With the basic lines of your dog’s face blocked in, you can sketch the head in more detail. Use a light touch as you draw; these guidelines should be faint so they can be erased later in the process.
Remember, the more you observe the small changes of fur tone and texture, the finer the hair will look. The amount of final detail you choose to add will depend on how much time you want to devote to the sketch.
Draw the outline of a dog. The dog is sitting in his a realistic pose. Start by drawing three circles of different sizes. The first circle will be the head. After drawing it, add the line for the dog’s snout. Next, draw a medium circle for the chest of the dog. Then draw the bottom circle that will serve as the dog’s legs. Add a line for the front legs and move on to the next step.
You have the basic structure and the outline, now it’s time to fill in some details. This is the stage where your dog’s portrait really starts to get form and personality.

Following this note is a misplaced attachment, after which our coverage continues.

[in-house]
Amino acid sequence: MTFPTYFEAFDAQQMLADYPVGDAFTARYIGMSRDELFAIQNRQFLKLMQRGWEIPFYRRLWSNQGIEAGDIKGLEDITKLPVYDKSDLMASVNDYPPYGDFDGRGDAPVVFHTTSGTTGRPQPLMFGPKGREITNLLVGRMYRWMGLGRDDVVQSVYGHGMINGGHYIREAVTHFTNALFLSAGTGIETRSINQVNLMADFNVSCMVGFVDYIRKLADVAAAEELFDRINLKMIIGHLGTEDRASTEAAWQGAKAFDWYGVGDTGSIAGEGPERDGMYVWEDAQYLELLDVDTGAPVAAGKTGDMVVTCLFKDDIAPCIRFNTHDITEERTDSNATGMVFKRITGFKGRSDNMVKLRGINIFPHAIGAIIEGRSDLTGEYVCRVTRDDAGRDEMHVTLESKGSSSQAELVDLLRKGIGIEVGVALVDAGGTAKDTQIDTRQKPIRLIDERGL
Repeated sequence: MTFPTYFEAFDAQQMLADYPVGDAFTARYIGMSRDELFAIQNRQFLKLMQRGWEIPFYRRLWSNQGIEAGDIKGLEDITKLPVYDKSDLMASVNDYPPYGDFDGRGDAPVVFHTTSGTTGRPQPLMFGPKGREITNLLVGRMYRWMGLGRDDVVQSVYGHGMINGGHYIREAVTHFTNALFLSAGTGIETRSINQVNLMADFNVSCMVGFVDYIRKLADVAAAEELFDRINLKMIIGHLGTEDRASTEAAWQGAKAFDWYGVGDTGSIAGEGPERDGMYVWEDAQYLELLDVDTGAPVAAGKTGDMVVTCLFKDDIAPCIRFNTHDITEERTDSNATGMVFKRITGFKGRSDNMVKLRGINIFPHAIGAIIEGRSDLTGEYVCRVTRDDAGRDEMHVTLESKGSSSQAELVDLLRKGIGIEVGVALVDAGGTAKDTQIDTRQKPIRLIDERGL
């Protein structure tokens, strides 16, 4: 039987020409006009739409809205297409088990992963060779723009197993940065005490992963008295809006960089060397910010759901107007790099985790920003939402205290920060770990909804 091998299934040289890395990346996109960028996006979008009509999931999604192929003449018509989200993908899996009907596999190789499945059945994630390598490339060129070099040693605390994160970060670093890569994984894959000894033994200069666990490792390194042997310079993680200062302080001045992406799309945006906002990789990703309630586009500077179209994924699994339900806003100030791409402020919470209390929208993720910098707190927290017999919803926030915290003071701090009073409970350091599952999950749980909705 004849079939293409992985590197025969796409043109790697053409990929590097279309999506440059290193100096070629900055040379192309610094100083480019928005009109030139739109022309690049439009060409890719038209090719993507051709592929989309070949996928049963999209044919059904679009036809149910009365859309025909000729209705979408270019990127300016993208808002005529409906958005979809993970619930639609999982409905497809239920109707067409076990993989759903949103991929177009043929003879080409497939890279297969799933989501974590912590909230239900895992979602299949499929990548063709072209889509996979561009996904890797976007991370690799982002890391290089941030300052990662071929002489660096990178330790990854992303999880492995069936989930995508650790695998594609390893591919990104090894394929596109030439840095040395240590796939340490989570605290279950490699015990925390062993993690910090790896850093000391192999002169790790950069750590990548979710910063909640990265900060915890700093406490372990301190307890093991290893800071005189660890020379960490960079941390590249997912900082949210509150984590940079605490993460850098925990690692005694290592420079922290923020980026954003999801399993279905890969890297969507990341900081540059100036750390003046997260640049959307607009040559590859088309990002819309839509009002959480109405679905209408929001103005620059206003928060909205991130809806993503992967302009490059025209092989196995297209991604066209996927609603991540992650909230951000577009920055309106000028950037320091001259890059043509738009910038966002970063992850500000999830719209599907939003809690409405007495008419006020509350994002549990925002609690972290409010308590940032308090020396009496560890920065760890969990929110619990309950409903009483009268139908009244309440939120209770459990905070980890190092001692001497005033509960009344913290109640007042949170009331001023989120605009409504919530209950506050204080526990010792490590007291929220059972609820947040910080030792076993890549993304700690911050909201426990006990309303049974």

In this lesson we will go over the steps of drawing a St. Bernard dog using # 2 pencil. This dog appeals to me because it looks friendly, and once you learn to draw this particular dog breed, you should be able to draw a Tiger, Wolfs and dogs of other breeds with ease.
On a blank sheet of paper, begin by sketching a reference line to indicate the center of your dog’s face. This is called “blocking in” the features and is the first step in any drawing. Make sure the reference line runs between the ears and eyes and through the middle of your dog’s nose.